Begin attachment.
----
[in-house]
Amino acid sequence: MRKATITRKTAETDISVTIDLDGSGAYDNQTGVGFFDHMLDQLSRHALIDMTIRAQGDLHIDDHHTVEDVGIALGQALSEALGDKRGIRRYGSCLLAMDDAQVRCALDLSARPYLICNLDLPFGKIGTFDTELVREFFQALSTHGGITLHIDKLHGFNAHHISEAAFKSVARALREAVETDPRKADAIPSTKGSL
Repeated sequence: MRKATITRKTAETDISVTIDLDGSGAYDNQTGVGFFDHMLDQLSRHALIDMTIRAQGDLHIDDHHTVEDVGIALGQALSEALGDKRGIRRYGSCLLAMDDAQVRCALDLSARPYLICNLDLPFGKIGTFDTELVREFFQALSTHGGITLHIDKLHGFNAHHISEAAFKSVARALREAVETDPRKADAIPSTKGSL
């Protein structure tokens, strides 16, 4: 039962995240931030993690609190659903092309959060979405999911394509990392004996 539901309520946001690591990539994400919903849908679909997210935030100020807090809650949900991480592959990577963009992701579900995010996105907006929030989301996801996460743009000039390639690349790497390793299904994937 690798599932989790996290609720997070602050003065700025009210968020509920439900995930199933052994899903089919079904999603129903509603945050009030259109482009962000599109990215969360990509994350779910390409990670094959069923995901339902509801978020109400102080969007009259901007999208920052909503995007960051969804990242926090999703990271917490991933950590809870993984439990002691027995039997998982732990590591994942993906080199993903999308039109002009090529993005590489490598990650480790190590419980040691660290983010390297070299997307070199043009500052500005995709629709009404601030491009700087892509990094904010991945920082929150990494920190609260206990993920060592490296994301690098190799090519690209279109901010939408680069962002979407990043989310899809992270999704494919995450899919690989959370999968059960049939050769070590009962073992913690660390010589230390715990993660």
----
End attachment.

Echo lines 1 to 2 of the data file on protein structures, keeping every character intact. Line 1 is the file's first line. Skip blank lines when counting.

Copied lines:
[in-house]
Amino acid sequence: MRKATITRKTAETDISVTIDLDGSGAYDNQTGVGFFDHMLDQLSRHALIDMTIRAQGDLHIDDHHTVEDVGIALGQALSEALGDKRGIRRYGSCLLAMDDAQVRCALDLSARPYLICNLDLPFGKIGTFDTELVREFFQALSTHGGITLHIDKLHGFNAHHISEAAFKSVARALREAVETDPRKADAIPSTKGSL